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Work with standard number formats


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work with standard number formats

Number formats are applied to cells and affect the way numbers appear in them. They don't affect text entries in a cell. Examples of number formats include Currency, Date/Time, and Percent. The number format determines the number of decimal places that are displayed, too, and whether negative numbers appear in parentheses, in red, or both.

The most common number formats -- Currency, Percent, and Comma -- have buttons on the Formatting toolbar. You also can adjust the number of decimal places by using the toolbar's Increase Decimal and Decrease Decimal buttons. Figure 4-5 shows these formatting buttons.

Figure 4-5: Number formatting buttons on the toolbar.

To be more particular about the number formatting you want, use the Format > Cells command (or press Ctrl+1). In the Format Cells dialog box, click the Number tab, as shown in Figure 4-6. Click the format category you want and define the precise options at the right. The options are different for each category; Currency is shown in Figure 4-6.

The Currency Style button on the Formatting toolbar does not really apply the Currency style; it applies the Accounting style. The difference between them is minor and lies in the positioning of the dollar sign. Accounting left-aligns the dollar sign, whereas Currency places it flush against the number.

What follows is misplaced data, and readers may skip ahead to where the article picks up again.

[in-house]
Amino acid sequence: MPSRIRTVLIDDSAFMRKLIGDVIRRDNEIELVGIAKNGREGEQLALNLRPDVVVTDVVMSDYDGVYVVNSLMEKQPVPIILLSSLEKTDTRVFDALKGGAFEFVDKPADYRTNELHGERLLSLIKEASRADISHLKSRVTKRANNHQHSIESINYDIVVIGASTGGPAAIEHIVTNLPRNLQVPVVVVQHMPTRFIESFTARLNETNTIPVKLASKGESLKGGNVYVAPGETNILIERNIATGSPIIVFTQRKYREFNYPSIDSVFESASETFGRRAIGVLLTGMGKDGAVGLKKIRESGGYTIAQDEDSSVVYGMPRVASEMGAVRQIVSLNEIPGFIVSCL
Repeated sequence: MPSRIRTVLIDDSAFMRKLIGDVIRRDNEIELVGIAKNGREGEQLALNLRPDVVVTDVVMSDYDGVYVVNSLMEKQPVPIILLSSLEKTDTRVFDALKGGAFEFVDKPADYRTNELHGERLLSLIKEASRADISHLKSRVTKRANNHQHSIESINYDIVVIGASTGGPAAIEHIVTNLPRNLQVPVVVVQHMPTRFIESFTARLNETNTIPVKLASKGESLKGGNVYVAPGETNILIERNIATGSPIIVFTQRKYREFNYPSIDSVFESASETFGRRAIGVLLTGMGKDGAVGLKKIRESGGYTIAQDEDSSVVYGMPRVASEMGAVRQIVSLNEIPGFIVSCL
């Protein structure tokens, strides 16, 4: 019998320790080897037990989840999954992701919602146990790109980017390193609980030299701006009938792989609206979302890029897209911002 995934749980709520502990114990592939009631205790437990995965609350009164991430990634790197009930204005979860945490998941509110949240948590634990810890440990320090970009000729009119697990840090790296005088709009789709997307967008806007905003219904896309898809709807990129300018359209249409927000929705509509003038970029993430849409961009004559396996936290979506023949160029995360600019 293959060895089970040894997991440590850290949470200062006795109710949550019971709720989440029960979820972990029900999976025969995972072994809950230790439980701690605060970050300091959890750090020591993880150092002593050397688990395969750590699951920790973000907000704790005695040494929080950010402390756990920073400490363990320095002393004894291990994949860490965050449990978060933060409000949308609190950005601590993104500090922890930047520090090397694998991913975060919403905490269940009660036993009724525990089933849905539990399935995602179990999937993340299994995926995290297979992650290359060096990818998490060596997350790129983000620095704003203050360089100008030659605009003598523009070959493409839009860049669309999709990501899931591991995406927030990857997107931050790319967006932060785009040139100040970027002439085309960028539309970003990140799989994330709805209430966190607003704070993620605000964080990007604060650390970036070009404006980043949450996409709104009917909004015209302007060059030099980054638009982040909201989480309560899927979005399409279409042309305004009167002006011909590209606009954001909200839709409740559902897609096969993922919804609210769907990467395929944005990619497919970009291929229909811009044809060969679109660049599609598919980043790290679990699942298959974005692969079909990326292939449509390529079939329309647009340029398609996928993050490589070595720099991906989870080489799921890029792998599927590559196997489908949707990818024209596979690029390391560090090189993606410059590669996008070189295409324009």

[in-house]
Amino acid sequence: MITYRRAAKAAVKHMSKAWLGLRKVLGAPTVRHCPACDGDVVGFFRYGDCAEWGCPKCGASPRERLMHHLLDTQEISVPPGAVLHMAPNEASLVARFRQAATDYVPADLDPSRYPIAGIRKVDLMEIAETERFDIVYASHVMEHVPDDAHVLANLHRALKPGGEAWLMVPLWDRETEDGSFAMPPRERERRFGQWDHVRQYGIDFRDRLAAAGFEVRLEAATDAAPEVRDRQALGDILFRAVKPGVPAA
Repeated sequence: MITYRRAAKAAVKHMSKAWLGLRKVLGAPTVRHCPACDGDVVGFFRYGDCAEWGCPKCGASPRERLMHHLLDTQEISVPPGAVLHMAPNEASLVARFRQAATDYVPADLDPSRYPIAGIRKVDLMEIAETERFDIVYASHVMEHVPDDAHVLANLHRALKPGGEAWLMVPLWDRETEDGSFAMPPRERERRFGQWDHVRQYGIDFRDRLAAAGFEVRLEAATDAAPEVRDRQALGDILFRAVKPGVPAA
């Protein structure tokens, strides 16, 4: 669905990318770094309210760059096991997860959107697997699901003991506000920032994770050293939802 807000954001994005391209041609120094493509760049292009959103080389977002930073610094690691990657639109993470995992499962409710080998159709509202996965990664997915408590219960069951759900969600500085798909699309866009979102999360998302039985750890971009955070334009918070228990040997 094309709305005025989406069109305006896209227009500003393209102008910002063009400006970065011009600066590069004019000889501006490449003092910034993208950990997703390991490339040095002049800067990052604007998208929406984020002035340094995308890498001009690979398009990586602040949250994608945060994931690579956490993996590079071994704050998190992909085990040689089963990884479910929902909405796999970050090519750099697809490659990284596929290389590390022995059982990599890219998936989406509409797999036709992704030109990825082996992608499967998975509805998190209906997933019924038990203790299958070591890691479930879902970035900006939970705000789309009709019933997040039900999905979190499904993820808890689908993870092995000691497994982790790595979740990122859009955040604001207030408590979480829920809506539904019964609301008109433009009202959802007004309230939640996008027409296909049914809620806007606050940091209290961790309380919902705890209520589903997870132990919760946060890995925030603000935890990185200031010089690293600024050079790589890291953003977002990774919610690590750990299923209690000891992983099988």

Figure 4-6: Select a standard number format from the Format Cells dialog box.

Table 4-1 lists the available number formats and suggestions for their use.





No specific format, no definable options. This is the default number format.


Like General except you can specify the number of decimal places and whether to use a comma separator. When you apply the Comma number format from the toolbar, you apply this format with its default settings.


Use for monetary values. Other currency symbols besides $ are available. You choose the number of decimal places, and how negative values should be formatted (parentheses, red, or both).


Like Currency except the currency symbol is left-aligned in the cell, and you cannot specify a formatting for negative numbers. When you click the Currency Style button on the toolbar, you apply this format with its default options.


Use for dates. You choose the formatting, which may include numbers plus slashes, dashes, and/or words that represent months or days of the week.


12:03 AM

Use for times. You choose the formatting, which may include numbers, colons, and AM or PM.


You choose the number of decimal places


You choose the denominator on the fraction (halves, quarters, eighths, and so on).



Use for large numbers. The number following the plus sign is the number of places to move the decimal to create the actual number. For example, the number 2.3E+06 would be 2,300,000 because you move the decimal point six places to the right.


Displayed exactly as entered, but treated like text (that is, not calculated).



Use these for number-like values that are not calculated, such as ZIP codes, phone numbers, and Social Security numbers. This is optional; many people simply treat such numbers as text by preceding them with an apostrophe (').

Table 4-1: Excel's standard number formats.

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